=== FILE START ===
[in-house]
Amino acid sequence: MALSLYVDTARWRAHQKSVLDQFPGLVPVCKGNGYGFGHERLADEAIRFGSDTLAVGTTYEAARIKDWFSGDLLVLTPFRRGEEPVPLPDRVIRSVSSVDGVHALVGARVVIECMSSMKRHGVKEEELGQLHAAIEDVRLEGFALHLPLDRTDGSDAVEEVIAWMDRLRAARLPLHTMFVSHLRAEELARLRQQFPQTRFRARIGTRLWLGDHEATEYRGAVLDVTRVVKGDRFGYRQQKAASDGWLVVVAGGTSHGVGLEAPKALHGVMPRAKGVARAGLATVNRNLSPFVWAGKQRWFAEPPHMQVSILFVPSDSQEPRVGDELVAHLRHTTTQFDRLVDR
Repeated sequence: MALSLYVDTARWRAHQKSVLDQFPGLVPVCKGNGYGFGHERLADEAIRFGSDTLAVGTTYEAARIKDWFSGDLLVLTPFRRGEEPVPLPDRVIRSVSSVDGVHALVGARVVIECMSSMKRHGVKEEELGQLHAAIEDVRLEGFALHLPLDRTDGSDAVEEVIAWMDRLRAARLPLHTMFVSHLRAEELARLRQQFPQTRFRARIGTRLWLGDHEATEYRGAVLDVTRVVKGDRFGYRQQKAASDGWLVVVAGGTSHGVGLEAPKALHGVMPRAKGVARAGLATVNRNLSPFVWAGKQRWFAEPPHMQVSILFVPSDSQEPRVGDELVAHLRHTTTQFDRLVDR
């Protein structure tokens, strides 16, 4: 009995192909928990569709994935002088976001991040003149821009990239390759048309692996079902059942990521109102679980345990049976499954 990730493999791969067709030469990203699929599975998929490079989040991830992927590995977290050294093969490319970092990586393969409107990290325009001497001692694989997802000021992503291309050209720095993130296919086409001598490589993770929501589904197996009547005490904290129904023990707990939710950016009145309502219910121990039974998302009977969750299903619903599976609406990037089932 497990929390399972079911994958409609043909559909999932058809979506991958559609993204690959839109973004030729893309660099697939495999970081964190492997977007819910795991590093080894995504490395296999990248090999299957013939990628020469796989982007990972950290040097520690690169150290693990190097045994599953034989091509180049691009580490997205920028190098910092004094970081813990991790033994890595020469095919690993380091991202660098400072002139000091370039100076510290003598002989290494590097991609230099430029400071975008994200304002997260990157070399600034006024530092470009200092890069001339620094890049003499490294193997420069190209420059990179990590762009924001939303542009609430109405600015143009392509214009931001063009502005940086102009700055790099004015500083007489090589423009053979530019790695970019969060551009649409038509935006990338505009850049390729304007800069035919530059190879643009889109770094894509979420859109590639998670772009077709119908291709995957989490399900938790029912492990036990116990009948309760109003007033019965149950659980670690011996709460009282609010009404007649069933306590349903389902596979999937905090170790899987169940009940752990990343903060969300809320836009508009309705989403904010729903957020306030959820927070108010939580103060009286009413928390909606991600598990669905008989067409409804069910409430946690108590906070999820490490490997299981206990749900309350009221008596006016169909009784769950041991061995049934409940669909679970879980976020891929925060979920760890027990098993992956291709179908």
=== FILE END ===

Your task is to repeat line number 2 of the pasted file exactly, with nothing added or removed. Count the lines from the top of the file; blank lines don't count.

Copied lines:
Amino acid sequence: MALSLYVDTARWRAHQKSVLDQFPGLVPVCKGNGYGFGHERLADEAIRFGSDTLAVGTTYEAARIKDWFSGDLLVLTPFRRGEEPVPLPDRVIRSVSSVDGVHALVGARVVIECMSSMKRHGVKEEELGQLHAAIEDVRLEGFALHLPLDRTDGSDAVEEVIAWMDRLRAARLPLHTMFVSHLRAEELARLRQQFPQTRFRARIGTRLWLGDHEATEYRGAVLDVTRVVKGDRFGYRQQKAASDGWLVVVAGGTSHGVGLEAPKALHGVMPRAKGVARAGLATVNRNLSPFVWAGKQRWFAEPPHMQVSILFVPSDSQEPRVGDELVAHLRHTTTQFDRLVDR